The issue has been litigated through the UK’s courts and Tribunals and has ended up at the UK’s Supreme Court which, in turn, decided to refer the case to the Court of Justice. That process began with the AG’s opinion in May this year. The AG’s unhelpful detour brought into question the UK’s treatment of HP agreements for VAT purposes. The AG was of the view that in HP cases, the UK’s VAT treatment (ie recognising a taxable supply of the asset and a separate exempt supply of the finance) was questionable. In his view, there was actually only a single, taxable supply of a vehicle on finance. In other words, as the supply of credit to the customer was ancillary to the main supply of the car, the two transactions should be treated as one supply for VAT purposes and VAT should be accounted for on the full price received including the interest paid on the finance. In such circumstances, the AG accepted that, as the single supply of the vehicle was a taxable supply, there was no doubt that the supplier was entitled to reclaim the VAT incurred on overheads. In an instant, the AG had turned a question about the recoverability (or otherwise) of input tax into an entirely different matter concerning whether, in HP transactions, there is a single supply of the underlying goods.
The full court has now issued its judgment and has paid no heed to the AG’s detour other than to confirm that the question of whether there is a single supply or more than one supply is a matter to be determined by the national courts. However, it was clear from the papers before it that, in this case, the national court had accepted that the sale of the vehicle on HP terms constituted two separate supplies. With that in mind, the CJEU turned its focus to the question of input VAT recovery. The judgment makes it very clear that HMRC’s notion that no input tax could be reclaimed by VWFS is wrong. In essence, the VAT Directive provides a taxpayer with a right to reclaim input VAT provided that his output supplies are taxable. This right cannot be limited. Where a taxpayer also makes supplies that are exempt from VAT, the Directive stipulates that the taxpayer must apportion his input tax between his taxable outputs and his non-taxable outputs by using a method of apportionment. The method to be used is based on the respective values of the taxpayer’s taxable and non taxable turnover. However, the tax authority may allow or direct the use of a different method but only if the use of that different method guarantees a more accurate result.
It was clear to the CJEU that HMRC’s method of apportionment failed to produce a more accurate result and could not be imposed on VWFS. The fact that VWFS chose to make its profits from the interest element of the two transactions was irrelevant to the analysis.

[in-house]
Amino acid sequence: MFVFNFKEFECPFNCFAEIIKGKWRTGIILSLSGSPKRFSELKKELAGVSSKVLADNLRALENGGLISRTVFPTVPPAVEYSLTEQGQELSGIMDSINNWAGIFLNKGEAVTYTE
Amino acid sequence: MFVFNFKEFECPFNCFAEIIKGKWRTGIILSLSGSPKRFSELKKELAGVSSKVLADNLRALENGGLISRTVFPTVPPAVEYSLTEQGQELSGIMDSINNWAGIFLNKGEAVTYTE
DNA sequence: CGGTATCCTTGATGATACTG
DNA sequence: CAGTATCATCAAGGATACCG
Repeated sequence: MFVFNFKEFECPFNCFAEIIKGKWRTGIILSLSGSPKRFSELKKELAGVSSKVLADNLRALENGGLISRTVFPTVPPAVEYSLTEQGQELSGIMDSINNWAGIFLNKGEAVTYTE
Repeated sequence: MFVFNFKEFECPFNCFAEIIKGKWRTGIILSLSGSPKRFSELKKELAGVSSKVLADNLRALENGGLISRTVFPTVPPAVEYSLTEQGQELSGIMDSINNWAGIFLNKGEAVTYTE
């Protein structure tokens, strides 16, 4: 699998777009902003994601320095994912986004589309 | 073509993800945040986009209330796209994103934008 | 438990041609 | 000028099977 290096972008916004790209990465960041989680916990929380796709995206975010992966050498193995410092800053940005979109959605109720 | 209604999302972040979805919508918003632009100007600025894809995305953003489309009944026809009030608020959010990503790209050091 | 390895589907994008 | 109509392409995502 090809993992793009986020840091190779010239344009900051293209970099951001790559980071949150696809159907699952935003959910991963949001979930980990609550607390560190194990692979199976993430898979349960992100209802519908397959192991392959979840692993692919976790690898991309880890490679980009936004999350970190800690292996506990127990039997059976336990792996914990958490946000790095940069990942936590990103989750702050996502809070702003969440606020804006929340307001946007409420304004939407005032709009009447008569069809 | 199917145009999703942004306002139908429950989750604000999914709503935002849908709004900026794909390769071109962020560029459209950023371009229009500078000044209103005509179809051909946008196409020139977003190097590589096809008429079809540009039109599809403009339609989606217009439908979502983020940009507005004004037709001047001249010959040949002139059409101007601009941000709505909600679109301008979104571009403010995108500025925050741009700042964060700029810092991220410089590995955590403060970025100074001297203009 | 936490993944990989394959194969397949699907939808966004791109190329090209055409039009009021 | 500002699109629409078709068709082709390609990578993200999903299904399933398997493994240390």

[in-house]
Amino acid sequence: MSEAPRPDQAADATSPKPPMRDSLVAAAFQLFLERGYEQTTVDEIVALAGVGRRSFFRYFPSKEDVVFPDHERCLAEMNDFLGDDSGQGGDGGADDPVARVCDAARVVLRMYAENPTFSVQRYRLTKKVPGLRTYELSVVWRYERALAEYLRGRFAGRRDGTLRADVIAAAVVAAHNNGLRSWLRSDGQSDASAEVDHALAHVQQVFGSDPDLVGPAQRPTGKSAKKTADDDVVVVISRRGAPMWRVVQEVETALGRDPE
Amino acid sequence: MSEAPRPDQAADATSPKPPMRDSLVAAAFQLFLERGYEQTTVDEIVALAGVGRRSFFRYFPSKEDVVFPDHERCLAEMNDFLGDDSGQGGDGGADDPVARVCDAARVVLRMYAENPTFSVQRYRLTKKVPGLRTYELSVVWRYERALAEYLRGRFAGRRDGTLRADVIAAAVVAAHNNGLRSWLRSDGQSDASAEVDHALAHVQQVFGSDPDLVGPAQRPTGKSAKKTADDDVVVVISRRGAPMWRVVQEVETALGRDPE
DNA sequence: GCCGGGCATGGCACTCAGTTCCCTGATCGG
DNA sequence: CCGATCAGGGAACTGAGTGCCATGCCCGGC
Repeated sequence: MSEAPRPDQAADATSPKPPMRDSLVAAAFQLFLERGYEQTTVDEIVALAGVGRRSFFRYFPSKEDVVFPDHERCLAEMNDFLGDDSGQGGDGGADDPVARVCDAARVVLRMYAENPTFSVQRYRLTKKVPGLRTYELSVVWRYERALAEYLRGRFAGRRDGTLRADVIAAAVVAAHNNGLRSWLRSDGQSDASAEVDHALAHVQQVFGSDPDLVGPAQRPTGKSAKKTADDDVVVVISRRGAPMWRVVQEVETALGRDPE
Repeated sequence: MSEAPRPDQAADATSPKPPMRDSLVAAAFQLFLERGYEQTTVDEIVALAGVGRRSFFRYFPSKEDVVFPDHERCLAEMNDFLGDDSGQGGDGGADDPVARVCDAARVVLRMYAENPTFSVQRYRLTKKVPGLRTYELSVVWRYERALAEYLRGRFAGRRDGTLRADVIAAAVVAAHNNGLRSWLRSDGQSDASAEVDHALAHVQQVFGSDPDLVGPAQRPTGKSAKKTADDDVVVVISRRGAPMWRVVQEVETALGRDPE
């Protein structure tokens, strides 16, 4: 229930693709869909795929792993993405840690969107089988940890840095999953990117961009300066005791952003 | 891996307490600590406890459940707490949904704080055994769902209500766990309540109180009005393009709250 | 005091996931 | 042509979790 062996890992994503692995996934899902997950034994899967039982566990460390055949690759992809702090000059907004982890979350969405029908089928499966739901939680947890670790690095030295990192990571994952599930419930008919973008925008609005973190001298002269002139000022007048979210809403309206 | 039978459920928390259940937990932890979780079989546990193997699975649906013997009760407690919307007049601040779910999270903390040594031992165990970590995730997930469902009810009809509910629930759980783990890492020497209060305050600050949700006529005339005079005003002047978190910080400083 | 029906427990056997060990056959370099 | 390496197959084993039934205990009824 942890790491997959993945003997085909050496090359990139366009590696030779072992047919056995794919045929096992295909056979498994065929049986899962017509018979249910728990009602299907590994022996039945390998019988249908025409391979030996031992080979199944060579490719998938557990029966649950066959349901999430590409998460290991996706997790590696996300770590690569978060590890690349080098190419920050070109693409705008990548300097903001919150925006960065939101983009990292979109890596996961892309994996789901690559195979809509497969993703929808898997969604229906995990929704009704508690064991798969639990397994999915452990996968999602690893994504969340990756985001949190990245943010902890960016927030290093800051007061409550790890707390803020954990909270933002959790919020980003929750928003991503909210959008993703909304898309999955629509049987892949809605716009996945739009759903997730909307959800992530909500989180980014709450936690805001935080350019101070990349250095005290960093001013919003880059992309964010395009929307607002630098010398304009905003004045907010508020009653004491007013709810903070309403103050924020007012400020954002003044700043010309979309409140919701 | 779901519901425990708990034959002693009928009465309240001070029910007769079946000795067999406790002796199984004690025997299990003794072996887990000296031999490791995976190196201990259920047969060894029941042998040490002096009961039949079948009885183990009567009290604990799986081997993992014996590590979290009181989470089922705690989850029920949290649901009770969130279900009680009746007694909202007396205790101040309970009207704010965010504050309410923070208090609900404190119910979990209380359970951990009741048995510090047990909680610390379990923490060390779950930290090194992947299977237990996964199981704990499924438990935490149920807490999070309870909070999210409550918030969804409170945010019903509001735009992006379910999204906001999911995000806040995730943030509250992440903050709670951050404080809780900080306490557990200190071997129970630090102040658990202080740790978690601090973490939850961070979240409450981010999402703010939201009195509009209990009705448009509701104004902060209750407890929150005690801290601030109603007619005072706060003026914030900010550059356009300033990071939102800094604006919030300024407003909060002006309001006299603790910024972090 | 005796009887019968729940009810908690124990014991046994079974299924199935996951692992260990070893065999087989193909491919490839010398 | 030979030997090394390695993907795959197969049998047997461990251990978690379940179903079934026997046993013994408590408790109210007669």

Comment – the CJEU has, in effect, ignored the AG’s detour which will be a huge relief to businesses in the sector. The judgment also debunks HMRC’s theory that it is where a business makes its profits that determines whether the costs are cost components of a supply. The judgment makes it clear that such an analysis is wholly incorrect. What matters is whether the costs have a direct and immediate link with the activities of VWFS as a whole and not just with the exempt supply of finance. The very fact that the overheads support the making of both taxable supplies (albeit in VWFS’s case for no profit) and exempt supplies is sufficient to provide the taxpayer with a right of recovery of a proportion of the input VAT incurred with which the tax authority cannot interfere
Making Tax Digital
HMRC has made a surprising announcement this week. It produced an update to its policy paper on MTD introducing the MTD pilot scheme to more business. However, it also announced that for more complex businesses, the mandation date of 1 April 2019 would be deferred until 1 October 2019.
The 6-month deferral applies to entities that fall into one of the following categories: trusts, ‘not for profit’ organisations that are not set up as a company, VAT divisions, VAT groups, those public sector entities required to provide additional information on their VAT return (Government departments, NHS Trusts), local authorities, public corporations, traders based overseas, those required to make payments on account and annual accounting scheme users.
Affected entities now have an additional six months to prepare but HMRC has stated that they will invite these entities to take part in the pilot scheme from 1 April 2019. It is not clear whether the ‘soft landing’ period (to enable entities to implement the requisite ‘digital links’ into their accounting systems) will also be extended for a further six months.
We are communicating with HMRC in relation to this point and we will provide a further update in due course. Many businesses may find that they will have to meet the original deadline for some of their VAT registrations but that the extension will apply to others. In these circumstances, it is debateable whether a dual roll-out would be efficient but the flexibility will be there if required.
All VAT registered businesses in the UK (with very few exceptions) are required to adapt their VAT accounting systems to comply with the new MTD regulations coming into force on 1 April 2019.
HMRC states that it has recognised that, for some more complex businesses, more time will be needed for them to be fully prepared.
The announcement of a deferment of the mandation date to 1 October 2019 will be welcomed by the affected businesses but there is still a great deal of work required. Grant Thornton has developed an MTD filing solution and is listed as a software supplier supporting HMRC’s MTD project. Any business requiring a demonstration of the software should get in touch with their usual Grant Thornton contact.